Their website will publish articles, and money will be raised to commission research and polling. Young voters are to be targeted through the Scottish Youth Parliament and other youth groups.
Kane is adamant that the campaign will not instruct No supporters how to vote in May when they are faced with several candidates standing against the SNP and representing different strands of the pro-Union political tradition.
Scotland in Union will, however, provide research to help people decide which candidate stands the best chance of defeating the SNP in the 59 Scottish seats.
Kane said: “Tactical voting is something we are doing research on. The research is designed to be educational, telling people about how and why they might want to tactically vote. We are not advocating that everyone should tactically vote, but we want to help people understand why it is relevant and provide them with some answers.
“We will be providing information to ensure that Scotland remains part of the Union and pointing out any misinformation.”
She added: “We are not telling people how to vote, but we are providing the tools to help people make their own decision. That’s the more productive way than people doing it blind-sighted.”
Much of their effort will be expended on the Gordon constituency where Alex Salmond is the clear favourite to defeat the Lib Dem, Christine Jardine, who is defending the long-held Liberal seat following the retirement of Sir Malcolm Bruce.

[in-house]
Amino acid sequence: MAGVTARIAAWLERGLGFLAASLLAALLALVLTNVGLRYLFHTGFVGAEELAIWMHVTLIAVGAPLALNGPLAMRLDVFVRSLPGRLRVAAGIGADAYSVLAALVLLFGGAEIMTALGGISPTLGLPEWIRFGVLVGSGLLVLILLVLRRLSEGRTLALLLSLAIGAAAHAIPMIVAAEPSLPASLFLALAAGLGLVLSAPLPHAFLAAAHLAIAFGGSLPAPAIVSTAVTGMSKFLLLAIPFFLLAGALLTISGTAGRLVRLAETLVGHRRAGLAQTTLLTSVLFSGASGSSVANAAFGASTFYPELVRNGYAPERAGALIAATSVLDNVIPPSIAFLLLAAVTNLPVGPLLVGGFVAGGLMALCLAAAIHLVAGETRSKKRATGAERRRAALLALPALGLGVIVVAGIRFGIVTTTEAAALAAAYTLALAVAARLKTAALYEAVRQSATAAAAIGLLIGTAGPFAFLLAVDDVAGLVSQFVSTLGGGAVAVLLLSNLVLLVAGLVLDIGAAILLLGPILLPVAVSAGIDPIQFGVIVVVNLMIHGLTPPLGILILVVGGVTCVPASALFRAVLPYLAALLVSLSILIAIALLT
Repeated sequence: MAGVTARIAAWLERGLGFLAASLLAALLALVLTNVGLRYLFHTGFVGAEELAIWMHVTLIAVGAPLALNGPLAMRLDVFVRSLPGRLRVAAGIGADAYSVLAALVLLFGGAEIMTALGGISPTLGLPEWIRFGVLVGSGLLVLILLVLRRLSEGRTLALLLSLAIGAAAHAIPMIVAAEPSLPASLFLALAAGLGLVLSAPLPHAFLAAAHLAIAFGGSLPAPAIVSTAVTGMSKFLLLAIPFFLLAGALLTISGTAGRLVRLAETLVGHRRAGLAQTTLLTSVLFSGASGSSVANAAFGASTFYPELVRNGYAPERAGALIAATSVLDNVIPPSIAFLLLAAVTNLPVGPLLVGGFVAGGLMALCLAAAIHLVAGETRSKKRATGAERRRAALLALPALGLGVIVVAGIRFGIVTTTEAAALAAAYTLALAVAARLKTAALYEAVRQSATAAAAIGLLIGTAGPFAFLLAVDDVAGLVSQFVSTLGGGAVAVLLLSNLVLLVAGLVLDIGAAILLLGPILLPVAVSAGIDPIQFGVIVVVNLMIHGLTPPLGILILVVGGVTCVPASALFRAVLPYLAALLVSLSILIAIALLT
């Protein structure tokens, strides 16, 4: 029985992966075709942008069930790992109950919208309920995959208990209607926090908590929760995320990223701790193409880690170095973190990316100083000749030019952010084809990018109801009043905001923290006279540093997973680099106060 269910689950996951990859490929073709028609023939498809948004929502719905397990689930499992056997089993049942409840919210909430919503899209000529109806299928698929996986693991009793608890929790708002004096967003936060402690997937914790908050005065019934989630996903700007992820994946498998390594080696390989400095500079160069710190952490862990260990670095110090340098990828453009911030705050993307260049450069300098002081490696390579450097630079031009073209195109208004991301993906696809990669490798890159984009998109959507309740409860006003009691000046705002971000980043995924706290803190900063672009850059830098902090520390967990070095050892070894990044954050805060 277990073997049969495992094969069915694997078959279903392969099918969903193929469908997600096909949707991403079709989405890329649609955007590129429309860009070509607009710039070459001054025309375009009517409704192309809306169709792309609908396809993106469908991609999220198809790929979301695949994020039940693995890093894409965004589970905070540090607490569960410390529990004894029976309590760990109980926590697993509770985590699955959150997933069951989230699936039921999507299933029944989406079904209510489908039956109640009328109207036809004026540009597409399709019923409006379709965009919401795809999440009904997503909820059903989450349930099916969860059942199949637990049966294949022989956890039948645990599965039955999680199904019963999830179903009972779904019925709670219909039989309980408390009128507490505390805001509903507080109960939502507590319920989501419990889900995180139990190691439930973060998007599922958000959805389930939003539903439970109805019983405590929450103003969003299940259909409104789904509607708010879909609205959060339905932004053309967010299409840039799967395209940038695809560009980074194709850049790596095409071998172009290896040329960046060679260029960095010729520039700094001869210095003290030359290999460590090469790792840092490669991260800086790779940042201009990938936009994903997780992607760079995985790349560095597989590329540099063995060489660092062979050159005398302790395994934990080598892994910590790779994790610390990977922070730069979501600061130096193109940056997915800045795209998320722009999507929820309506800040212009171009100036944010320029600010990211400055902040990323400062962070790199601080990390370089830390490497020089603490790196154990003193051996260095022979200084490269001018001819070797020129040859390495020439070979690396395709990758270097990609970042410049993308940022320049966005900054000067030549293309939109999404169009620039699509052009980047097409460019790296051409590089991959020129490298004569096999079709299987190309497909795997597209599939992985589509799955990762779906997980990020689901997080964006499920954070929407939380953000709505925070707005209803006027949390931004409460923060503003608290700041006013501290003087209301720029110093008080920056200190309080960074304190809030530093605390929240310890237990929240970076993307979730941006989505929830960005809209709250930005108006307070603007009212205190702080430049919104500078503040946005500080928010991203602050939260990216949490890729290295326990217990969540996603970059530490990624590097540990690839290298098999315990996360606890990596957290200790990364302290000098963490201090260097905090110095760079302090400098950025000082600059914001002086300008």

But the notion of tactical voting was rejected by Labour, which believes that any leakage of votes to the Tories or Lib Dems could scupper their chances of ousting David Cameron from Downing Street.
Although Scotland in Union says it believes politics should be about “policies not powers”, there will be those who will be dismayed by an approach which encourages the notion that a voter’s stance on the constitution becomes the over-riding consideration when entering the ballot box.
Last night a Labour spokesman said: “Labour voters should always vote Labour, as should any Scot who wants to stop the Tories being the biggest single party across the UK. A vote for anybody but Scottish Labour risks the Tories being the largest party and David Cameron returning to Downing Street by accident.”
A spokesman for the Scottish Conservatives said: “We’d support any organisation geared towards safeguarding the future of the Union. But from a political point of view, there is no point in tactical voting. We know what the SNP wants to do; Labour would be utterly exposed to Alex Salmond’s demands, and the Liberal Democrats are dead. The only party that can guarantee to secure the Union and the economy are the Scottish Conservatives.”
A spokesman for the Liberal Democrats said: “Just like in the past as elections get nearer people worry about the implications if one party or another wins every seat.
“This time people are nervous about what happens if the SNP wins every seat in Scotland. Liberal Democrats have highlighted that the SNP government has taken its eye off the ball on day-to-day services in order to focus on independence.
“In the 11 seats in Scotland we are defending it is plain that the Liberal Democrats are best placed to champion local services, not least the NHS.”